Chasing income can be chasing added risk

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The goal of many retirees is to have a stable and consistent income flow so they can spend with confidence. The concept used to be that if enough money was in an investment portfolio, then it would generate enough income to be able to live on and keep the capital intact. This worked well when New Zealand enjoyed high interest rates and over a generation, a psyche developed of expecting a 10% income return from one’s investment portfolio.
What many forgot was tax had to be removed (and in days gone by, this was at a significantly higher rate than the relatively low tax rates of today) and inflation ate up the earning power of one’s investment return. In other words, the gross income return was higher than what many can achieve today but it actually went less distance over time due to the ravages of inflation.
We then hit the late 1990s and the first decade of the new millennium where finance companies, structured credit investments and syndicated property all flooded the New Zealand market to meet the insatiable desire for retirees to achieve this mystical investment return of 10% before tax. These investments all worked well for a few years and we all know what happened after that.
Age and experience are wonderful things but only if we learn along the way from our mistakes. What New Zealanders should have all learned was:
 
  • All that glitters is not gold
  • A high interest rate probably signifies a high risk
  • Diversification into different finance companies or diversification into similar income producing investments in the same asset class does not effectively reduce the risk of a portfolio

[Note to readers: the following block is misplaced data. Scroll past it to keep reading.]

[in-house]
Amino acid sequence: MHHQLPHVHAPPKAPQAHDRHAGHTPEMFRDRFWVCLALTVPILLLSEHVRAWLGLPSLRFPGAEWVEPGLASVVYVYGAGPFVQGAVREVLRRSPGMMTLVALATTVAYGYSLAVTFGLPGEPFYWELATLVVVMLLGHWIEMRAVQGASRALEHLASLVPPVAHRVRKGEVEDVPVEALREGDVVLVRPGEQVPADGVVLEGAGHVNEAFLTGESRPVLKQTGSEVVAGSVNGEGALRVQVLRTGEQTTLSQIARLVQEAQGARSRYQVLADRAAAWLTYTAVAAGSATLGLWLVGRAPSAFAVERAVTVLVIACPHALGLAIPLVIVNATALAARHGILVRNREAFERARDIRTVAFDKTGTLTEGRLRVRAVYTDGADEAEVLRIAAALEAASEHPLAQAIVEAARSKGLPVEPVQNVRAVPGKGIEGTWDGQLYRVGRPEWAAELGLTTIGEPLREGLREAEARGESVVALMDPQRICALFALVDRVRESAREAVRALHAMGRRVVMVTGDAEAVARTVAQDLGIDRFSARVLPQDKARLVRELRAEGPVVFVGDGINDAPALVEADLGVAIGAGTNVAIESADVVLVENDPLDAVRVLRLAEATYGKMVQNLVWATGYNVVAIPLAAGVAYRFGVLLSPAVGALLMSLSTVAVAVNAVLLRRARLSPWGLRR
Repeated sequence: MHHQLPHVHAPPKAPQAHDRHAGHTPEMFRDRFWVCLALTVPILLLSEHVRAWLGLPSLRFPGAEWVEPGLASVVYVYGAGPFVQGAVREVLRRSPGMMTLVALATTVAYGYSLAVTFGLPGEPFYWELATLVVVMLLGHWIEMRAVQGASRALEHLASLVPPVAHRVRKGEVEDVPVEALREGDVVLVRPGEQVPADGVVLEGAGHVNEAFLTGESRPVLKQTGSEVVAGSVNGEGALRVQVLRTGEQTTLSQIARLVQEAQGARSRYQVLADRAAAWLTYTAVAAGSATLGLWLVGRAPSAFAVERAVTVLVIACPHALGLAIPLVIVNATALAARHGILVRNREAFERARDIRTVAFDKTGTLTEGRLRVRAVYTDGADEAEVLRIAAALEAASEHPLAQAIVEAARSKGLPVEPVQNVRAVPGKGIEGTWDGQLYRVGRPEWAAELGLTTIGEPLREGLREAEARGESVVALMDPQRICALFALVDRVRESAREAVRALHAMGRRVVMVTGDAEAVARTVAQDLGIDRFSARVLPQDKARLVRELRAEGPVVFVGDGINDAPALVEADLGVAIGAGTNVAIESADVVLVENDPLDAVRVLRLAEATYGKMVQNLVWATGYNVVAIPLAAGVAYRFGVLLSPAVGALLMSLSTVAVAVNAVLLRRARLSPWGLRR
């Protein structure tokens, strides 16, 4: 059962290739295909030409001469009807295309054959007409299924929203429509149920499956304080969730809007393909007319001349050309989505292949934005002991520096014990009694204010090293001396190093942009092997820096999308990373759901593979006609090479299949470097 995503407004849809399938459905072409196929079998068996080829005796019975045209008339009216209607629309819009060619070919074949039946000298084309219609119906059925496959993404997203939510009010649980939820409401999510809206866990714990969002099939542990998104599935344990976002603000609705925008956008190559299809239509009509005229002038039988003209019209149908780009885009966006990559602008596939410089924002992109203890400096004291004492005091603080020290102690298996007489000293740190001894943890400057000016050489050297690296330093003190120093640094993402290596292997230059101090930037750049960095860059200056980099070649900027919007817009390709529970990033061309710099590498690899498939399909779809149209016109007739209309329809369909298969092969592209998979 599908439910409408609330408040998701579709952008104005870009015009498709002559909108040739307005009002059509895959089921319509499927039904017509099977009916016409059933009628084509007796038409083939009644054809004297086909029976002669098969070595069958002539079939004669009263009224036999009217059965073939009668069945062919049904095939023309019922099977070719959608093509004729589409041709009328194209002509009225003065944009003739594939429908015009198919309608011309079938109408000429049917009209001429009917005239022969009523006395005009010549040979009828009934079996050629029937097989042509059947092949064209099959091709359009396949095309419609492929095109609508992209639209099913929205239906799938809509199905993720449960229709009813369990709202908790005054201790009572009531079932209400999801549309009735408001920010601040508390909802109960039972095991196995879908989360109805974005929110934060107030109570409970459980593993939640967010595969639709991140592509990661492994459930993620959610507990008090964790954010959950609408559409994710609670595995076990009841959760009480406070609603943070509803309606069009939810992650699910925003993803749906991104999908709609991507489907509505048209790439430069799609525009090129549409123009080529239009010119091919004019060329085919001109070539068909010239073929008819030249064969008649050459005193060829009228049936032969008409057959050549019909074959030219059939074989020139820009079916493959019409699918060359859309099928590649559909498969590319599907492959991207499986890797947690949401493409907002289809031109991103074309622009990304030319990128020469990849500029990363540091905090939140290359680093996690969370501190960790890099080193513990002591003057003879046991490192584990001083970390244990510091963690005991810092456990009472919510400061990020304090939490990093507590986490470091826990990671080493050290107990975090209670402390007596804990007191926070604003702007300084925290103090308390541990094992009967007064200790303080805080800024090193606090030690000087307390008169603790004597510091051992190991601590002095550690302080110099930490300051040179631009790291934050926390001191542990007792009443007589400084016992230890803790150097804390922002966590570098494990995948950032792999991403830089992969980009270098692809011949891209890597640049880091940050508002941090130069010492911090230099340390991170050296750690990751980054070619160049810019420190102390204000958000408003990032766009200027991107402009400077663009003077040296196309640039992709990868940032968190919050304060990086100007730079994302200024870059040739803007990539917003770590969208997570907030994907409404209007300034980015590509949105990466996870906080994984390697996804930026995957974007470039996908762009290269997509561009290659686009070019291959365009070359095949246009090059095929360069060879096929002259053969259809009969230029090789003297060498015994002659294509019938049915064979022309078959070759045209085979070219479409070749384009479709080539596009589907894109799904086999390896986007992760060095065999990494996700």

• There is a difference between speculation and investing.
At Milestone, we are still seeing potential new clients asking to achieve a $25,000 pa before tax return from a $300,000 or smaller portfolio and not consume the capital and not take much risk ie: they don’t want to see the portfolio have a negative year. The hardest discussion we will ever have with those people is the one telling them this is not achievable . Let’s explore why. A quick calculation shows a return of 8.3% before tax is required. This might seem possible in good years but it needs to be averaged out over the length of the retirement span. Achieving that sort of return means the investor needs to have an aggressive risk profile and be prepared to accept lots of ups and downs in capital value. Then comes tax which (depending upon individual tax rates) could be as high as a third so the after tax return may now be down around 6%. A 6% after tax and fees return only provides $18,000 per annum- well short of the original expectation of $25,000.
But wait, it gets worse! Realistically, a retiree who only wants to take ‘average risk’ would be a ‘balanced investor’ and using the Morningstar expected long term return forecast, a balanced investment portfolio is only projected to average 7.0% and that is before tax and fees. Such a portfolio is certainly not without risk and Morningstar calculates a ‘balanced portfolio’ would have a variable return where over a 10 year period, returns could range from 1.6 to 12.5% before tax and fees. If we took off the gross earning rate an average of 1% for fees then a maximum of 28% for tax then the average gross return of 7.0% now becomes only 4.3%. This sort of return only provides $12,900 per annum from a $300,000 portfolio – a figure even further from the $25,000 expectation.